During his eight-year tenure as Interior Minister, Kiszczak controlled the police and paramilitary forces and was responsible for hunting down and jailing Solidarity activists during the martial-law crackdown that began in 1981.
But Kiszczak's experience at quelling unrest may be a primary reason why Jaruzelski pushed his candidacy.
www.time.com /time/magazine/article/0,9171,958353,00.html   (686 words)

  
 Poland: Continuity and Change Demokratizatsiya - Find Articles
General Czeslaw Kiszczak, the Minister of Internal Affairs and Jaruzelski's most trusted colleague, was the initiator of the talks as well as the guarantor of the negotiated terms.
This was ensured by the elevation of General Kiszczak, Jaruzelski's confidante, to a preeminent position in the new, post-Communist political order.
During Kiszczak's tenure as Minister of Internal Affairs in the administration of Tadeusz Mazowiecki (July 1989-May 1990), no structural or personnel changes took place in the MSW.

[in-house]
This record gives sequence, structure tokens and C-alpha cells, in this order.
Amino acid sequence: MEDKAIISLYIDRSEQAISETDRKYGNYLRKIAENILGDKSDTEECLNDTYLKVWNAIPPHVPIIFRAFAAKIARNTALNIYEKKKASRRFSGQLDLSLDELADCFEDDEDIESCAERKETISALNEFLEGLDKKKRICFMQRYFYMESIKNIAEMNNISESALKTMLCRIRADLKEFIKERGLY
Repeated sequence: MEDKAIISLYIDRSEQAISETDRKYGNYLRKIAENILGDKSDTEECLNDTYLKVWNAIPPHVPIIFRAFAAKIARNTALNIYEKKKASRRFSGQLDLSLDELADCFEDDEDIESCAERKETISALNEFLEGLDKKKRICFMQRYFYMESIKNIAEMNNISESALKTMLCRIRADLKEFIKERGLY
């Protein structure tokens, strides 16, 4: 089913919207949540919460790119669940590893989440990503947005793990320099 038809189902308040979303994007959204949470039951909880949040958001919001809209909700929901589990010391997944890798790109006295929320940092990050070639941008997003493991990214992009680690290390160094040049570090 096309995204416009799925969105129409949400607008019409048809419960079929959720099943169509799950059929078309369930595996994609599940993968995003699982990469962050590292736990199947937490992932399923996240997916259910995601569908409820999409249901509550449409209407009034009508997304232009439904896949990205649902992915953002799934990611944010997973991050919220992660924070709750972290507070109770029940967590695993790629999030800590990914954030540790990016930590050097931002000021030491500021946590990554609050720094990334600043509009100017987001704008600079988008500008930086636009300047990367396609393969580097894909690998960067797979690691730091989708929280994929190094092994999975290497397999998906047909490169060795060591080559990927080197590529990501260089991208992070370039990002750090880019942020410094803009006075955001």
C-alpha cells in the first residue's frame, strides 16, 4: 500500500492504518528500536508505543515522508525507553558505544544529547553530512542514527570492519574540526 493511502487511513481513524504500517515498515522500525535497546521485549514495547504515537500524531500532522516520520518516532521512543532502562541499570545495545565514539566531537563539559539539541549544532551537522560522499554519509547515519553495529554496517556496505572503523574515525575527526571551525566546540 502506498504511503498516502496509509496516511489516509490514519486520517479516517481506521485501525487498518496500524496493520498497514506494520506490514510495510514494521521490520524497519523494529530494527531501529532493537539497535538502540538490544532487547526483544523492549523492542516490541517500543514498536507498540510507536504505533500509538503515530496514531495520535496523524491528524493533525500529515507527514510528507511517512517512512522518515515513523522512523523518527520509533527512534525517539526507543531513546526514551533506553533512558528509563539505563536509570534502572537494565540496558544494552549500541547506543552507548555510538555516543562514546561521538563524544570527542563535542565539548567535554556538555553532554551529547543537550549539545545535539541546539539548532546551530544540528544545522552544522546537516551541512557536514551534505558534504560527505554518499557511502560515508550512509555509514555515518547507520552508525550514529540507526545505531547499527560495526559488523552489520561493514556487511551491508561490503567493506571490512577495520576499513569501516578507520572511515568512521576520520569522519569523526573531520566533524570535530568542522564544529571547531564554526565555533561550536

www.findarticles.com /p/articles/mi_qa3996/is_200407/ai_n9409106   (883 words)

  
 Poland
In December 1999, lawyers representing miners submitted a motion requesting the retrial of former Communist Interior Minister Czeslaw Kiszczak for his role in the pacification of the Wujek mine, but a Katowice district court did not rule on the motion by year's end.
In December 1999, the Warsaw regional court ruled that Kiszczak's health made it possible for him (although to a limited degree) to face the court and thus rejected a defense motion to suspend his trial because of poor health.
Kiszczak appealed; the trial was still pending at year's end.
www.state.gov /g/drl/rls/hrrpt/2000/eur/879.htm   (13634 words)

  
 Czeslaw Milosz - Search Results - MSN Encarta
Czeslaw Milosz - Search Results - MSN Encarta
Miłosz, Czeslaw (1911-2004), Polish poet, essayist, novelist, translator, and Nobel laureate, whose works are concerned predominantly with the...
Search for books about your topic, "Czeslaw Milosz"
encarta.msn.com /Czeslaw_Milosz.html   (42 words)

  
 NATO Research Fellowships
Similarly, advocates of a compromise with the communists in the "Solidarnoc" authorities had to convince their companions that the strategy of settlement was reasonable and politically correct.